Benefield: Fly fishing a unique respite for breast cancer patients, survivors
When Tish Levee of Santa Rosa was diagnosed with breast cancer last summer at the age of 78, her friend sent her a gift from Montana. It was a journal that her pal had personalized with different writing prompts.
On one page were the words: “Bucket List.”
It was there, in the first entry, that Levee wrote that she’d like to learn to fly fish.
Enter Casting for Recovery, a national nonprofit organization established in 1996 that sends women in all stages of breast cancer and recovery on all-expenses-paid weekends to learn fly fishing. The motion required in fly fishing can be therapeutic and help increase mobility for women who have had breast surgery or radiation.
But that’s not all. Turns out that fishing is not really even the most important part of the program.
“There is just something about all of us being out there in nature, in the river,” said Talia Kilburn, 38, of Santa Rosa. “That was really powerful, to be actually in the river and to be doing something so good for all of us, doing something active and doing it with a lot of other women that have been through something really difficult.”
Kilburn was diagnosed with breast cancer in 2015 when she was 34. A kindergarten teacher in Forestville, Kilburn said she learned about Casting for Recovery from a friend she’d met at a different survivors’ retreat — one that put survivors on surfboards riding waves in San Diego.
And like Levee, Kilburn put her name into the lottery drawing and was picked. The program can accommodate just 14 women per weekend.
The multi-day program includes tutorials from pros who volunteer their time to teach participants how to tie flies and how to properly cast, but there are also group discussions and activities that have nothing to do with fly fishing.
Oncology nurses have come to offer educational support and to answer questions. Therapists have come to answer some of the questions that science can’t.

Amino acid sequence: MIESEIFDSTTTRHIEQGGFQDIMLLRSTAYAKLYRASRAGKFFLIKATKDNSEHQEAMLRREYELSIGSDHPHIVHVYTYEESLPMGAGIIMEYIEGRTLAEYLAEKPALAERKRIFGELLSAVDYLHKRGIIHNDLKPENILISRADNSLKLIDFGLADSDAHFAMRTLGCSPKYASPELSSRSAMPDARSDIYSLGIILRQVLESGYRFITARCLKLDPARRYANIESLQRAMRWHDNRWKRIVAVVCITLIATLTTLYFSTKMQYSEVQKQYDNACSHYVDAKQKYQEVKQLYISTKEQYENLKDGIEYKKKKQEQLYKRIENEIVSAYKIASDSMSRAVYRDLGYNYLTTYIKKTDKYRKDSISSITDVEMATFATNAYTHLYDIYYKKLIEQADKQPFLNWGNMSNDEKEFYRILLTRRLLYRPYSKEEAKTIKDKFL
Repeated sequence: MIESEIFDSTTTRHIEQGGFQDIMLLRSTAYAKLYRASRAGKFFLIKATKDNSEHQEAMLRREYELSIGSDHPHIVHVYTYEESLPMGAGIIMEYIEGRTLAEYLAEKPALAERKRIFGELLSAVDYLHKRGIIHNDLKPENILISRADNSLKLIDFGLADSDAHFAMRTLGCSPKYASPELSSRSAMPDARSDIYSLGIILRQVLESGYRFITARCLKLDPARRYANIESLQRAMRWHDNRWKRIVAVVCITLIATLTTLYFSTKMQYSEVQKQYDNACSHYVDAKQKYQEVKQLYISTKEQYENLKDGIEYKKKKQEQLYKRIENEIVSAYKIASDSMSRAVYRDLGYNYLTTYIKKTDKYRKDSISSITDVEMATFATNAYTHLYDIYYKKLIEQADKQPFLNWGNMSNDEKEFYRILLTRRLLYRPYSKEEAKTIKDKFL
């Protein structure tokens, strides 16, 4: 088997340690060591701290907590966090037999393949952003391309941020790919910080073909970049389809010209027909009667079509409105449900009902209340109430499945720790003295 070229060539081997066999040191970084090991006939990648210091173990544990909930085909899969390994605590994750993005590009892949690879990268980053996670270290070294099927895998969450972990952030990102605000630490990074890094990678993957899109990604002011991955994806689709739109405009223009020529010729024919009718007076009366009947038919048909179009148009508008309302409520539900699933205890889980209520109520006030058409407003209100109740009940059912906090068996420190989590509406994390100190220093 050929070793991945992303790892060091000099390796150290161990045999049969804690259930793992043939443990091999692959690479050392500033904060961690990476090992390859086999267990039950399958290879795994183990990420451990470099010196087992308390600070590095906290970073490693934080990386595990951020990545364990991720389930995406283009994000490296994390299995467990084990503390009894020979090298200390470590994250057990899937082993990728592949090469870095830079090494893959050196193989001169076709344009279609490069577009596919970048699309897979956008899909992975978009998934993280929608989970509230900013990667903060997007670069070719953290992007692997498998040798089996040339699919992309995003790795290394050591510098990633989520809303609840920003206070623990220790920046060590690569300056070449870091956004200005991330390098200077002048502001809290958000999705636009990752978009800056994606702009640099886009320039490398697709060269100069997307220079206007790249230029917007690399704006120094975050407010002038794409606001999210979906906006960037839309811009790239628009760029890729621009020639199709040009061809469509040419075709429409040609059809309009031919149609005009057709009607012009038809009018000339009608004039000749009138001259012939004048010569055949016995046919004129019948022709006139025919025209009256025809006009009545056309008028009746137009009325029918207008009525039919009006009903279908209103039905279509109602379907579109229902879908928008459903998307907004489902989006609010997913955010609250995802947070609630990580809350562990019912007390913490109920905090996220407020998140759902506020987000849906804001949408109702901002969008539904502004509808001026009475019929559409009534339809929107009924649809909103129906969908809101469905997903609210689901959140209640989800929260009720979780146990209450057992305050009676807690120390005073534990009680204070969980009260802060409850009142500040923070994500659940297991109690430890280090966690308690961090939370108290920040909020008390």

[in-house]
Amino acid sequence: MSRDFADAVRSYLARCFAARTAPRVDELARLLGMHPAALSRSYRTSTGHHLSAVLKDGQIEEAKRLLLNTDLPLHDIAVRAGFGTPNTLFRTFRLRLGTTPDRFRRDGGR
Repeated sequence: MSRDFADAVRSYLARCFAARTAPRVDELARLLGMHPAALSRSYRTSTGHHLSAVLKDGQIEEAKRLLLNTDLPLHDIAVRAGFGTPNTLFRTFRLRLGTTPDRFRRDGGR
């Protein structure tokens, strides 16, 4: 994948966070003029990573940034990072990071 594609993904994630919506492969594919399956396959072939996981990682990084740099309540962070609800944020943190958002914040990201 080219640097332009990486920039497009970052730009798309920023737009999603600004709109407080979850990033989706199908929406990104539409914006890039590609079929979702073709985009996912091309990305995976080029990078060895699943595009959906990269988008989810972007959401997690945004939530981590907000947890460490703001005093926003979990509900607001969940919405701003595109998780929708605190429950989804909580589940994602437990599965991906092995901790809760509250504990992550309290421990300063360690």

A national survey of Casting for Recovery participants showed that about 70% had never been to any kind of support group.
“For a lot of them, it’s their first time,” said Suzanne Gulick, program coordinator for Casting for Recovery-NorCal.
And everyone approaches it as they need to. Some listen, some talk. Others submit questions or topics of discussion on index cards. Everyone is free to put into, and get out of, the weekend what they want.
“You don’t have to come to anything,” Gulick said. “You find that they are curious and interested. It helps a lot of people. They talk about how they don’t feel alone. The women are inspiring, very inspiring.”
Kilburn said she was drawn to the idea of learning to fish and feels the pull of anything having to do with water, but there was a bigger draw for her in the end. She said there was wisdom to be gained in hearing other women’s stories that, though similar, had threads that were totally unique.
“How they discovered it, the treatment they went through, what is happening now, just to share that and hear their experiences is really powerful for me,” she said.
“There are times it’s hard not to feel sorry for yourself that this happened to you, but to kind of just know that it’s happened to other people and the ways that they have gotten through it. Now I have new ideas to think about or to do when I’m having one of those times when I’m feeling” down, she said.